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Album Review. Corbu: Crayon Soul


Corbu have just released their debut album Crayon Soul on August 5th, and it is full of trippy vibes and 80s nostalgia. While it is not the most cohesive LP, what it lacks it certainly makes up for with enthusiasm and some standout tracks.

“Neon Hallway” has more than a touch of resemblance to Tears for Fears “Head Over Heels,” but with a more upbeat tempo and pace. It’s one of Corbu’s more mainstream sounding songs, but still sounds authentically retro enough that it one might think it was released in the 1980s. That genuine feel is not something every band can accomplish but Corbu do it with an effortless ease. There is their signature electronic stamp on the tune, which is never very far from any of the duo’s songs, and the psychedelic mood is also still felt here, just in a slightly different context. The vocals are airy and gentle which sit in contrast with a darker toned instrumentation. It’s one of the best tracks on the entire album, and begs to be put on repeat.

Corbu delves into the 60s, with “Better Better Off.” The layering of instrumentation along with the hazy echo effect of the vocals work in perfect unison to create one of the better tracks on the LP. Honestly the lyrics are a little hard to decipher, but it doesn’t matter because the vibe is so strong that one can just feel what Corbu is showcasing. There’s a trance like quality here that never stops wich may put one in a dizzying spin they may never want to come out of. It’s the type of song to get fully lost and immersed in especially because it is over five minutes long. Admittedly it does drag a bit at that length but it also serves the song really well as a wall of sound that is seemingly never ending.

“Battles” is the most straightforward track on the album and also the most relevant and modern song on the LP. Here the lyrics are crystal clear “swim across the ocean/I can see the light and it keeps me up all nigh,t” the song begins and this time it is easy to fully understand the meaning of the track. It’s extremely radio friendly while still retaining a slight 80s sound, and it is without a doubt the catchiest track on the LP. Sounding different enough from other tunes on the album, but still bringing in the electronic texture, helps the duo find a bit of a new direction, but unlike other moments on the LP “Battles” works completely and is a great introduction to any new fans.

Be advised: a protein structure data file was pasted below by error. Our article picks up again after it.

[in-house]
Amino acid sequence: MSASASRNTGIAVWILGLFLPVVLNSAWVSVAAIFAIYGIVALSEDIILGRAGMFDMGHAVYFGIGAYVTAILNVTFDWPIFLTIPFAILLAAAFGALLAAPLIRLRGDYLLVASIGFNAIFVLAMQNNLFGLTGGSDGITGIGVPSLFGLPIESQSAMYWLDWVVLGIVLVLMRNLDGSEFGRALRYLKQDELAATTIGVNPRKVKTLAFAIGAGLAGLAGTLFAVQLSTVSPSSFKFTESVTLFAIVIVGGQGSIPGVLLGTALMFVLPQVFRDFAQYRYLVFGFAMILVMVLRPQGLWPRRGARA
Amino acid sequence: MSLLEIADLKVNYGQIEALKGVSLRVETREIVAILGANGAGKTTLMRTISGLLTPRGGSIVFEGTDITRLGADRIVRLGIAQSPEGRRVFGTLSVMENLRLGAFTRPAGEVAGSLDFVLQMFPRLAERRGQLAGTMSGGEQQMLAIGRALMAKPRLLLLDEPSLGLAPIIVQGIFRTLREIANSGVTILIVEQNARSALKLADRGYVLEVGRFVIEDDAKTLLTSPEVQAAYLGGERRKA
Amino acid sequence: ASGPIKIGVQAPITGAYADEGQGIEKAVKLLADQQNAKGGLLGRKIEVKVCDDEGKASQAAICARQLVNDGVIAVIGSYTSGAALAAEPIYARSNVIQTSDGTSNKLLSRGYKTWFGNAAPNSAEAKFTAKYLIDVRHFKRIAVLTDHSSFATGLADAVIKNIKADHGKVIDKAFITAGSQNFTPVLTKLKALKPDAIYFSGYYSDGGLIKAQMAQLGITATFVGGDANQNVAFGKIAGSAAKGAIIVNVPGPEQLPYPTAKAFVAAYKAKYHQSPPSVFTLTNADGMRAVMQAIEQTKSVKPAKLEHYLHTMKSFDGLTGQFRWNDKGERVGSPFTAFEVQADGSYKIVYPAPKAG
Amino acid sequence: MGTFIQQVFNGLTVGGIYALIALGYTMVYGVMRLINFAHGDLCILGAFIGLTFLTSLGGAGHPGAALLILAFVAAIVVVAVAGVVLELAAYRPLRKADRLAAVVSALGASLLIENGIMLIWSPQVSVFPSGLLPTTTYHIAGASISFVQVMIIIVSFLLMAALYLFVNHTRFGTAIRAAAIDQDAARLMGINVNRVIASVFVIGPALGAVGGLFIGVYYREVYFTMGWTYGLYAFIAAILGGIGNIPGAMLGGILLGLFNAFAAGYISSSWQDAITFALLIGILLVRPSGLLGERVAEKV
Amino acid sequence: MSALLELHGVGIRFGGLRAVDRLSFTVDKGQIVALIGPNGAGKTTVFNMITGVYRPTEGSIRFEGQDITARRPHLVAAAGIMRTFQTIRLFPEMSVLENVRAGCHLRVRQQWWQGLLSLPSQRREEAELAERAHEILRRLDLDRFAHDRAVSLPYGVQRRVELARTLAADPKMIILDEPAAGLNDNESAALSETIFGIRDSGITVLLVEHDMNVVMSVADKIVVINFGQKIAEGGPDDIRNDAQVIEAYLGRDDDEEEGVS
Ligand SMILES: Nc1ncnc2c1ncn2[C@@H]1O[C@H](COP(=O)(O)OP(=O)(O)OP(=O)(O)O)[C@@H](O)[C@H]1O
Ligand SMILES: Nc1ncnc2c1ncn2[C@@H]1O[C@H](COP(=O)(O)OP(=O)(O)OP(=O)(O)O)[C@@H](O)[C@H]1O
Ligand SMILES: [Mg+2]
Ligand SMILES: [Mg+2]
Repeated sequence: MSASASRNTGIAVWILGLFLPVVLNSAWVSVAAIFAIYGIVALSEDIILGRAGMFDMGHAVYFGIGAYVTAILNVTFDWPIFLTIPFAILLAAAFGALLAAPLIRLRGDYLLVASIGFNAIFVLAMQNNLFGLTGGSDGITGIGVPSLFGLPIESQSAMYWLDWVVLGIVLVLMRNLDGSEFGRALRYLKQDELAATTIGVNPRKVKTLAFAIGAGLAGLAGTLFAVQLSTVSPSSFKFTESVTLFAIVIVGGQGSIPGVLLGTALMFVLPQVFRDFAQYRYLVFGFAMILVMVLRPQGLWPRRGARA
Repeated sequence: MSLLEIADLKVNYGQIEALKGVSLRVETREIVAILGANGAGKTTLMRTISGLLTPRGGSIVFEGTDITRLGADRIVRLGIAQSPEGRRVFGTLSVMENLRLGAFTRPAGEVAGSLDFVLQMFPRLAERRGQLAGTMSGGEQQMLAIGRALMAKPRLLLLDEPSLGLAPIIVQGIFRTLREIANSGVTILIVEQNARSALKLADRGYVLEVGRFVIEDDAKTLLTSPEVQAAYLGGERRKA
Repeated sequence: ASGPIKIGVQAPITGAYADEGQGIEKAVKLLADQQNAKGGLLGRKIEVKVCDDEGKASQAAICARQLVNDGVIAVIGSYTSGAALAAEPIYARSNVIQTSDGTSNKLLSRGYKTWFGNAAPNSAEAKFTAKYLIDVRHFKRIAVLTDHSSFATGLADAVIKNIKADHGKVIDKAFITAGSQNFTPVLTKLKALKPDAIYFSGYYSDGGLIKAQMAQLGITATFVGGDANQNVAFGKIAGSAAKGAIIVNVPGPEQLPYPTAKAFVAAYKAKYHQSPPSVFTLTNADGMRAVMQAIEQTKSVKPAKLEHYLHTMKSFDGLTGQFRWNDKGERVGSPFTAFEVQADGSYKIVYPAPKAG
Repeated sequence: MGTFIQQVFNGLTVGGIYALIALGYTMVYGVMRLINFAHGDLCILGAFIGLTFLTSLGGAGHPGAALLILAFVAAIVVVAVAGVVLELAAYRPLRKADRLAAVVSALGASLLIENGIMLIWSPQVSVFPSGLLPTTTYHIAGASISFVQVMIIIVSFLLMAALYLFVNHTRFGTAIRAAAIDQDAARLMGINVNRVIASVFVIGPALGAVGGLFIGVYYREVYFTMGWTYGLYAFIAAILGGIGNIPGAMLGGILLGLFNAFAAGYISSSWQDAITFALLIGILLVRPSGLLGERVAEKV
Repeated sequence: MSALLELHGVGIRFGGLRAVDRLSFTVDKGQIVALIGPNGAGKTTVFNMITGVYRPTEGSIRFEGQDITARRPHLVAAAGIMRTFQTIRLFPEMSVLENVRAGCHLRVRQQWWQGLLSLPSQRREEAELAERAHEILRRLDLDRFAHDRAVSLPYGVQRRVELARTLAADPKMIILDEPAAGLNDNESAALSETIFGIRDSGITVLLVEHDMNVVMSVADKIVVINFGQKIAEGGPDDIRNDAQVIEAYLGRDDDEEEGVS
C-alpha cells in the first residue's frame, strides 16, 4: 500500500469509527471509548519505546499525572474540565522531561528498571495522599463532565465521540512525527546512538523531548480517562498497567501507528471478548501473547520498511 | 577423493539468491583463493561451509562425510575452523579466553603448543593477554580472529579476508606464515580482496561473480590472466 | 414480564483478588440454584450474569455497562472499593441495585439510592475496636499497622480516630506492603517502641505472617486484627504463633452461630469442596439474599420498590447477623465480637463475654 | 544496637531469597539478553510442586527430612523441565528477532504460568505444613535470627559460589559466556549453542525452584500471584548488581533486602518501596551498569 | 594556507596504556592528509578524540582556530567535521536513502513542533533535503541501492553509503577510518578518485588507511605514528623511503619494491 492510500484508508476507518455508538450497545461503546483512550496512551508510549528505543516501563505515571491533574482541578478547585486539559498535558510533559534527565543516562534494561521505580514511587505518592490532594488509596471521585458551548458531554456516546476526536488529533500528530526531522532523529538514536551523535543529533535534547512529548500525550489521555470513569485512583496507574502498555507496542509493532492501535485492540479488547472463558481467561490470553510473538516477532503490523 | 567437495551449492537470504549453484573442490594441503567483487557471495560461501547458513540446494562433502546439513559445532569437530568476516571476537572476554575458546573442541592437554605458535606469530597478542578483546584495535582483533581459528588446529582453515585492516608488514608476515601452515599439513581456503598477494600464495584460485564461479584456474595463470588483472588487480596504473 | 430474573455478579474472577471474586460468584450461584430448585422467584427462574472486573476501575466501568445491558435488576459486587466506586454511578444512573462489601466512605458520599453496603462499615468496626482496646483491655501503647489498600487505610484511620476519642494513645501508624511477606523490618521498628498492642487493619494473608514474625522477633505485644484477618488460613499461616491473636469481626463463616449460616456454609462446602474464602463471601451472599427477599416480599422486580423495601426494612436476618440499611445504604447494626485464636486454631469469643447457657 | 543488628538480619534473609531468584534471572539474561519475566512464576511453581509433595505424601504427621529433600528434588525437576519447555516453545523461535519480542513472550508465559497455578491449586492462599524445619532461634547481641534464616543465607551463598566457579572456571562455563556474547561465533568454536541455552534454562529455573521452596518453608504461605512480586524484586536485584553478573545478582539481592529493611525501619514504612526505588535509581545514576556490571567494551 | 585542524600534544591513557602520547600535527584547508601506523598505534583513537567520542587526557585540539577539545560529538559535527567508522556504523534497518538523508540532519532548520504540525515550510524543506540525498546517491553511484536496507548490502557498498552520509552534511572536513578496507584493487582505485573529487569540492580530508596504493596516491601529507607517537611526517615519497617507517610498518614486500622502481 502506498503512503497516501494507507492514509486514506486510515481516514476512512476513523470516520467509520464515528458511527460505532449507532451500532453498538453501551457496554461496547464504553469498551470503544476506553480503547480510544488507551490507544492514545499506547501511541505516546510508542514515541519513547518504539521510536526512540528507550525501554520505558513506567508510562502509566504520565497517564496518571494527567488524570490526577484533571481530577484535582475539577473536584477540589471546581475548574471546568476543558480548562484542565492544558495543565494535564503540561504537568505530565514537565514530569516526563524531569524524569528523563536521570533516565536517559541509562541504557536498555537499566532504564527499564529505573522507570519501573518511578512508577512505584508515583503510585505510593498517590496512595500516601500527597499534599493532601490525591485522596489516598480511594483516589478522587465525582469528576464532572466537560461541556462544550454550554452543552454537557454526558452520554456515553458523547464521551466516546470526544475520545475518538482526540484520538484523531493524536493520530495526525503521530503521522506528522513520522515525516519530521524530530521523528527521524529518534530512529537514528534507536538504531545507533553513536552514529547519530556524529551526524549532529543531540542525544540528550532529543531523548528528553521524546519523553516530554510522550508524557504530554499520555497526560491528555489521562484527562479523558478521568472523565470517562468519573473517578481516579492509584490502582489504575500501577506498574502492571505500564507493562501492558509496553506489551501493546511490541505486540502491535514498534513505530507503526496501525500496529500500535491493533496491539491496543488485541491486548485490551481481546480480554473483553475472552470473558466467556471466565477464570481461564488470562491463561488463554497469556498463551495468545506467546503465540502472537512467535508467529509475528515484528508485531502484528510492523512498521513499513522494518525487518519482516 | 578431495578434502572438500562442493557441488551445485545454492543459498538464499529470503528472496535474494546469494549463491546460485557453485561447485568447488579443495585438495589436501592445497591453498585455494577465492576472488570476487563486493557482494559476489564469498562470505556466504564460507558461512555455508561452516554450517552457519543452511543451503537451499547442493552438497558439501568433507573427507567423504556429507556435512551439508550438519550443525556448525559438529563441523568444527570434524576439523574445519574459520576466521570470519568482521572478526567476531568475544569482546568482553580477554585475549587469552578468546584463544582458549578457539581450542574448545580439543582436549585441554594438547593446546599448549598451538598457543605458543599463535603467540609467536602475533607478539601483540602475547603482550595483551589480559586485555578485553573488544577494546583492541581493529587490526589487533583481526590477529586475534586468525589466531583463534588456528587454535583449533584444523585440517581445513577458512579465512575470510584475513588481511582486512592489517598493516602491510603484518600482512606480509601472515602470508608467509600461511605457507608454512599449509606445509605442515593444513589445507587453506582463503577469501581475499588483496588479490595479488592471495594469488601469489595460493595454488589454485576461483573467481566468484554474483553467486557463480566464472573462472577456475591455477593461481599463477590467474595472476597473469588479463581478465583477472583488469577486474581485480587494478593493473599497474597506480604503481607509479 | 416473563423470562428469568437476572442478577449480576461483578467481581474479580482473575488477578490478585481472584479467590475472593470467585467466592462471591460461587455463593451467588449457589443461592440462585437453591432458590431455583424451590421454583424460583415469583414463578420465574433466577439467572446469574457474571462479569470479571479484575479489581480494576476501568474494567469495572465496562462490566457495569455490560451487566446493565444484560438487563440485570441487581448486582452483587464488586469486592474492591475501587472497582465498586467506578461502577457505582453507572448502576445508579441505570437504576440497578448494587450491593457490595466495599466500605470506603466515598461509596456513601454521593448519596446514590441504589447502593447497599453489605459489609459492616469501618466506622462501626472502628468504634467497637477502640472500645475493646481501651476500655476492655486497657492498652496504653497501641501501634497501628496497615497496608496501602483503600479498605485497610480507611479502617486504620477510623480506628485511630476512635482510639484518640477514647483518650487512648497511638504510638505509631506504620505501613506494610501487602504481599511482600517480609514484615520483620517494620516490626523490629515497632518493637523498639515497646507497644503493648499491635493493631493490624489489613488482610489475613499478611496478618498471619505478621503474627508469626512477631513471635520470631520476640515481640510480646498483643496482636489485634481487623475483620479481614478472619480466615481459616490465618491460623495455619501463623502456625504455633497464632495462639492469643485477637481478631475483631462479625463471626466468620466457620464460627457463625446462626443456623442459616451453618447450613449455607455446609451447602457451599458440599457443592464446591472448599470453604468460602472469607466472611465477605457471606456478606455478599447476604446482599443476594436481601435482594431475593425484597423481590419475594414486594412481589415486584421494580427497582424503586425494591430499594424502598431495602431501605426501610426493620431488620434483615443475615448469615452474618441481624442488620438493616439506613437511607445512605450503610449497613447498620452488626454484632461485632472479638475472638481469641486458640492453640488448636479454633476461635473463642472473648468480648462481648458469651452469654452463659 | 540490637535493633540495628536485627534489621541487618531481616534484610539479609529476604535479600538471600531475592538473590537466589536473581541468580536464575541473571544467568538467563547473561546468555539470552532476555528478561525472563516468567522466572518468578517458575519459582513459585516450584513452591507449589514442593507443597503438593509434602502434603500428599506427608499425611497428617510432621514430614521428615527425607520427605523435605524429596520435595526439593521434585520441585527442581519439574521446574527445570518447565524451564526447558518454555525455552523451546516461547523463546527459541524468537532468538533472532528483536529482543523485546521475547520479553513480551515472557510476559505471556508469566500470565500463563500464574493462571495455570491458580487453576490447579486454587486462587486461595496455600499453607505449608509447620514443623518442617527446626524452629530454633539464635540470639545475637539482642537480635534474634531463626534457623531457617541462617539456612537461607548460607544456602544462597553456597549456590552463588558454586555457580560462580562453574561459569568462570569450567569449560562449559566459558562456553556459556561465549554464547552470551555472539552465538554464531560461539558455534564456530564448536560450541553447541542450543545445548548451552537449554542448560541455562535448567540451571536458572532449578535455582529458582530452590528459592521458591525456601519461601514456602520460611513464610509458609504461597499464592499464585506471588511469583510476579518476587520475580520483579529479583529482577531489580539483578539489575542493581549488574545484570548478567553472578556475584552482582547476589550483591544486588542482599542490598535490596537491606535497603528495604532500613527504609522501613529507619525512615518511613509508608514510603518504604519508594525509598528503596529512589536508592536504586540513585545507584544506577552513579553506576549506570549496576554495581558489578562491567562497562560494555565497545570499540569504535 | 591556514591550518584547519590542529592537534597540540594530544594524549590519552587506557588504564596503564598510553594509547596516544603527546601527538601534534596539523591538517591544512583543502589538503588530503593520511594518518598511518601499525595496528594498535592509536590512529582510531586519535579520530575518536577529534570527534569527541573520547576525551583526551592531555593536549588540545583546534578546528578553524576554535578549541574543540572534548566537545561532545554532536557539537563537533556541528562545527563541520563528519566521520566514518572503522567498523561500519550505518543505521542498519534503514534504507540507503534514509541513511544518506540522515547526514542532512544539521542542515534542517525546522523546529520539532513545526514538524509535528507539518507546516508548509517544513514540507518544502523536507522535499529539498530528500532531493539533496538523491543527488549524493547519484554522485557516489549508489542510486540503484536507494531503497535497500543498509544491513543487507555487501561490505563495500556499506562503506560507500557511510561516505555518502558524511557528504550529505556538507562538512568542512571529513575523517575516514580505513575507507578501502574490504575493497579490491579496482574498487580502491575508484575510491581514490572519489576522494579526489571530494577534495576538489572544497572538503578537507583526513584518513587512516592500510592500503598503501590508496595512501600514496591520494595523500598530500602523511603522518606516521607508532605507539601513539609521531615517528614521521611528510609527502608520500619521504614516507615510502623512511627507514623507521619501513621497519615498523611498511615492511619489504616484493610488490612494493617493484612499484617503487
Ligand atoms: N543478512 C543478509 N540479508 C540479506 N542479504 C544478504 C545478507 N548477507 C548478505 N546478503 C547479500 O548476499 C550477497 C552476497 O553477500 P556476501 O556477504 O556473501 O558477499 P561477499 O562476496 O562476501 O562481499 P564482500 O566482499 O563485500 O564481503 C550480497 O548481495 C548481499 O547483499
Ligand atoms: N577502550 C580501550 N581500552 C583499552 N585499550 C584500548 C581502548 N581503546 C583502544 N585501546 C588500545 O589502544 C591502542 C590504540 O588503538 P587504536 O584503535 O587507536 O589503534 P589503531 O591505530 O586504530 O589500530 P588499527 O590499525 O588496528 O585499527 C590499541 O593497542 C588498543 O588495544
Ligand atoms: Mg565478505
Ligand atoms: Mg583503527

Near the end of Crayon Soul Corbu get into more experimentation with “We are Sound” which opens with effects of waves crashing and birds calling. It has a driving, infectious melody and a great dance beat with a lighter tone. Yes that 80s-modern tone is still prevalent here, but it comes across as more gentle and part of that is due to the soft vocal delivery that is showcased on the track. Halfway through the beat changes slightly although it still has that chill wave vibe, and it almost sounds like there are two different songs being connected. It doesn’t entirely come off as successful, the last minute or so could be cut to make the song more efficient, but overall it is still one of the highlights of the LP.

Corbu definitely have a main sound, but often when they branch into new territory it doesn’t work to their advantage. “Branches” sounds overproduced and loses itself in muffled vocals and a more talk like approach. Another problem with the album is the abrupt shift that some of the songs go through midway. “Marching Orders” starts off strong with minimal instrumentation and a Smiths like vocal delivery but all that changes very quickly and may leave listeners on the fence on the song as a whole, as this reviewer was wishing the first part of the track had stayed around. The same problem arises in “Watchmaker” which again sounds like two different songs messily strung together.

Still, there are plenty of reasons why one should check out this debut as there are some diamonds in the rough that are just waiting to be discovered.


Compositions - 7.7
Brekaing Ground - 7.8
Engagement - 8.3
Lyrical Voice - 7.6
Production - 8.3


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About Rachel Freitas

retro music enthusiast. Dreamer. Kind of odd. Writer

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